Neuroplasticity reduced in teens born prematurely

December 10, 2012
Neuroplasticity reduced in teens born prematurely
Adolescents who were born prematurely have reduced neuroplasticity, which may explain their motor, learning, and memory difficulties, according to a study published in the Nov. 14 issue of the Journal of Neuroscience.

(HealthDay)—Adolescents who were born prematurely have reduced neuroplasticity, which may explain their motor, learning, and memory difficulties, according to a study published in the Nov. 14 issue of the Journal of Neuroscience.

To examine motor cortex neuroplasticity, Julia B. Pitcher, Ph.D., from the University of Adelaide in Australia, and colleagues used a noninvasive transcranial technique to induce long-term depression-like neuroplasticity in adolescents who had been born early preterm (32 weeks or less), later preterm (33 to 37 weeks), or term (38 to 41 weeks).

The researchers found that, in response to brain stimulation, both preterm groups had reduced long-term depression-like neuroplasticity as well as low salivary cortisol levels. Compared with term-born young adults, term-born adolescents had enhanced neuroplasticity.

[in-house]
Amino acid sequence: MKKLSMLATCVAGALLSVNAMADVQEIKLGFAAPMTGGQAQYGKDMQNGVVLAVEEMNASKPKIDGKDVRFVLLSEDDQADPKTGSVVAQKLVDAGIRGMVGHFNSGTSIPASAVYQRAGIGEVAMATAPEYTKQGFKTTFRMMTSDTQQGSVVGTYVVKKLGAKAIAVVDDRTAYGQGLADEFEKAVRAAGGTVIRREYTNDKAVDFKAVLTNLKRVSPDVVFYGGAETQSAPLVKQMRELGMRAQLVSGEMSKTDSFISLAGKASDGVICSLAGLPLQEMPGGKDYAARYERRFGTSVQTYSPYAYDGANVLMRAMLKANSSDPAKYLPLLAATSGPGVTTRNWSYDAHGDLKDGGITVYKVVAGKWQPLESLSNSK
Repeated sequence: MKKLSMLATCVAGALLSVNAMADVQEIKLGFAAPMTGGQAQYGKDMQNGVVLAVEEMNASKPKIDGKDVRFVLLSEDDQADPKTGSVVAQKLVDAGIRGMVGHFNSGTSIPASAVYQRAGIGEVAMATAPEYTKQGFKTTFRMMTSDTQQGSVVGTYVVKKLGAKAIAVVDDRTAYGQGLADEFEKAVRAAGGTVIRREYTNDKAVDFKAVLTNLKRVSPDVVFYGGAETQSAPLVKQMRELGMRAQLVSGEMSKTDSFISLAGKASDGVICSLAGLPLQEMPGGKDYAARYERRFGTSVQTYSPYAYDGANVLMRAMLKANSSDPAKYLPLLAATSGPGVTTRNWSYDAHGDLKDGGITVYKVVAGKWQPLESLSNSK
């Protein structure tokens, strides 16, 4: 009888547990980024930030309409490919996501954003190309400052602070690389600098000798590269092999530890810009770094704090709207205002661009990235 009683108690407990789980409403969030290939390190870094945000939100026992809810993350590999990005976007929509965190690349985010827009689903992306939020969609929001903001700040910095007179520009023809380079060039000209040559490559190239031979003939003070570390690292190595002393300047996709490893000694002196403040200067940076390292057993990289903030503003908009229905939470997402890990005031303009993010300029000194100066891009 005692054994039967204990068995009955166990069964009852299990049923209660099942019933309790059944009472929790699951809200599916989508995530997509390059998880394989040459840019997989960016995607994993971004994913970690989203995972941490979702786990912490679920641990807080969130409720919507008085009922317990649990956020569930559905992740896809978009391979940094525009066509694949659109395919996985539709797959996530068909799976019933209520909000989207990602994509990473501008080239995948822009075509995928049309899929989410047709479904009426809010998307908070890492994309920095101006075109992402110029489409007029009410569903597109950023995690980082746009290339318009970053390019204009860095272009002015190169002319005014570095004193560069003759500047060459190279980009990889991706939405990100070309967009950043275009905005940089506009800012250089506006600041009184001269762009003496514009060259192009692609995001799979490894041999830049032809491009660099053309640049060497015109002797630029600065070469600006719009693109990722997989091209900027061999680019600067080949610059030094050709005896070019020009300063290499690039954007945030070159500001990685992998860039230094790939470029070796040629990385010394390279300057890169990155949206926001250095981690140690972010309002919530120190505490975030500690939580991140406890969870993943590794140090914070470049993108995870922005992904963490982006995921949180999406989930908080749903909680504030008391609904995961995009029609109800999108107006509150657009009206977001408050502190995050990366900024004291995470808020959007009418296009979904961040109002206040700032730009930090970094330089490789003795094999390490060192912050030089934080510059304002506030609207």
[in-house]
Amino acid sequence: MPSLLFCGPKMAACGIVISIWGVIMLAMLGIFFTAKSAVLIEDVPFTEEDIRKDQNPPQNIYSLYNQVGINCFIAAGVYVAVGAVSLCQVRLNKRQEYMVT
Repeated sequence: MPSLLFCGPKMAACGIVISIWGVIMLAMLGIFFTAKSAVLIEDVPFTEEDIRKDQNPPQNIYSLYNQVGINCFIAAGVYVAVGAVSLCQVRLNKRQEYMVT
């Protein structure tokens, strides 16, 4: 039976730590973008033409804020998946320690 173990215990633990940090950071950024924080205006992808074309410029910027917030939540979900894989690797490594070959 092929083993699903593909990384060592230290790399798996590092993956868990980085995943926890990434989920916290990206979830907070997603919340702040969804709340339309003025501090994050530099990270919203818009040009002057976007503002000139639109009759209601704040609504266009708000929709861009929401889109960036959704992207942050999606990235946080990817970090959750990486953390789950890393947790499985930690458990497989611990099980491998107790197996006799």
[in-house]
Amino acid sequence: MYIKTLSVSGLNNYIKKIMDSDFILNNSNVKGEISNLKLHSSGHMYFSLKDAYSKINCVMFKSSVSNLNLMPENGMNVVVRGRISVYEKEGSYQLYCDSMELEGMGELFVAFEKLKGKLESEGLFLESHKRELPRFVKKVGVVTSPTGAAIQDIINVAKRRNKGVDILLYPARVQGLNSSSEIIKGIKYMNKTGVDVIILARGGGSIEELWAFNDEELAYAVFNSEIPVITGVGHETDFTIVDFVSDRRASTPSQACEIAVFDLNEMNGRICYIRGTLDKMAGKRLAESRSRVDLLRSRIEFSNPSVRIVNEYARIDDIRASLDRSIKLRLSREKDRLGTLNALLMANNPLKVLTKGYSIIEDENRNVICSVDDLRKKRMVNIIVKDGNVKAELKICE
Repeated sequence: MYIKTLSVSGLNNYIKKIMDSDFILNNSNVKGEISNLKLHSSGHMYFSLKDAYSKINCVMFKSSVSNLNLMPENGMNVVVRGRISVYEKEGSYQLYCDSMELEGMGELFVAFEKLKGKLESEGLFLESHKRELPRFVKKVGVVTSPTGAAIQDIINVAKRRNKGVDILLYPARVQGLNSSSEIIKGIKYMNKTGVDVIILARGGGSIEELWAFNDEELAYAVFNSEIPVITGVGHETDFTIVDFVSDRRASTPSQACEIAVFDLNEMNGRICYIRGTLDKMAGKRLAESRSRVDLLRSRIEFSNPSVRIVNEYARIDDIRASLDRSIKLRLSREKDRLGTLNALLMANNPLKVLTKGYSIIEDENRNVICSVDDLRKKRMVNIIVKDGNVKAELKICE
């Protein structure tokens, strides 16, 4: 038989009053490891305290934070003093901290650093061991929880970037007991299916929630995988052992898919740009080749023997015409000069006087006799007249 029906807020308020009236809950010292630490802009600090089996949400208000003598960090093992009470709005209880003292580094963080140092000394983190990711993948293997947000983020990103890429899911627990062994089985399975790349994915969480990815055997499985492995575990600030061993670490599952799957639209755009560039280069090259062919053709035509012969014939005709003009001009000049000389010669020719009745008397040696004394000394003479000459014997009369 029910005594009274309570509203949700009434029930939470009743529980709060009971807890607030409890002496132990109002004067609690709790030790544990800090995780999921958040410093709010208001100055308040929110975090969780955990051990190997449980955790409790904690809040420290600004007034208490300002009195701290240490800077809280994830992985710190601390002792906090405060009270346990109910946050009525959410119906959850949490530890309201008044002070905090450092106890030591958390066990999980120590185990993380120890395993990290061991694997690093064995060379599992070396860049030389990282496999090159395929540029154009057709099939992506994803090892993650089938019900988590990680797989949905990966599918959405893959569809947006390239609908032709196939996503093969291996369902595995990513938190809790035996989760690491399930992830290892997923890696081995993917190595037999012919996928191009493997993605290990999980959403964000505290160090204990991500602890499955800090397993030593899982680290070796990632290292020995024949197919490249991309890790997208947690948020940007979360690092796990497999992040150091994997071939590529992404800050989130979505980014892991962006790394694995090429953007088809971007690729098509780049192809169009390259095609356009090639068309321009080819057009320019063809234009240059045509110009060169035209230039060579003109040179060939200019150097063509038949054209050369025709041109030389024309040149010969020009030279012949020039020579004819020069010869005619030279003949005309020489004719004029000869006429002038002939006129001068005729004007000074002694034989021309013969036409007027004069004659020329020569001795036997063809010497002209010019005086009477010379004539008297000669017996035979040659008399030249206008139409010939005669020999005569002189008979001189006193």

"These findings provide a possible mechanistic link between the altered brain physiology of preterm birth and the subsequent associated behavioral deficits, particularly in learning and memory," Pitcher and colleagues conclude. "They also suggest that altered hypothalamic-pituitary-adrenal axis function due to preterm birth may be a significant modulator of this altered neuroplasticity."

Explore further: Teenagers' brains affected by preterm birth

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